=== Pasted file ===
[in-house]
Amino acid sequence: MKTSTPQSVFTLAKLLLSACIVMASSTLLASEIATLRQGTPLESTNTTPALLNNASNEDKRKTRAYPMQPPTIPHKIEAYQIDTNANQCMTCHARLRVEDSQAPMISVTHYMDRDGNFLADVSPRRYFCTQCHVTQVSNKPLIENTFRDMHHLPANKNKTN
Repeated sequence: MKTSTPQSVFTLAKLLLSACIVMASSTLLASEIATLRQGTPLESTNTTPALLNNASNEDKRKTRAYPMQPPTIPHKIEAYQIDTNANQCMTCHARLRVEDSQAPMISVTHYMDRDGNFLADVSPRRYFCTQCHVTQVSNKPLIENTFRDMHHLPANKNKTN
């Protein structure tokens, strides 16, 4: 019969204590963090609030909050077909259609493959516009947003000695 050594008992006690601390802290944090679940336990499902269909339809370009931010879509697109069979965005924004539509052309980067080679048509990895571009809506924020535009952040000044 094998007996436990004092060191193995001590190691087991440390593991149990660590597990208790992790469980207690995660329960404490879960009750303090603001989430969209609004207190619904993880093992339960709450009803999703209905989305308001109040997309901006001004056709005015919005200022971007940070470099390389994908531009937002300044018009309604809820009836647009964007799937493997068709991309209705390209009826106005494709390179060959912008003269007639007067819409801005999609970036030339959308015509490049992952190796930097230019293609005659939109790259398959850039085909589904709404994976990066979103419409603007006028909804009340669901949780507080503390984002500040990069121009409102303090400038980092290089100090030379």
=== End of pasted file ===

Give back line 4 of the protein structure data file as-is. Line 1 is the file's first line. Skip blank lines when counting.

């Protein structure tokens, strides 16, 4: 019969204590963090609030909050077909259609493959516009947003000695 050594008992006690601390802290944090679940336990499902269909339809370009931010879509697109069979965005924004539509052309980067080679048509990895571009809506924020535009952040000044 094998007996436990004092060191193995001590190691087991440390593991149990660590597990208790992790469980207690995660329960404490879960009750303090603001989430969209609004207190619904993880093992339960709450009803999703209905989305308001109040997309901006001004056709005015919005200022971007940070470099390389994908531009937002300044018009309604809820009836647009964007799937493997068709991309209705390209009826106005494709390179060959912008003269007639007067819409801005999609970036030339959308015509490049992952190796930097230019293609005659939109790259398959850039085909589904709404994976990066979103419409603007006028909804009340669901949780507080503390984002500040990069121009409102303090400038980092290089100090030379």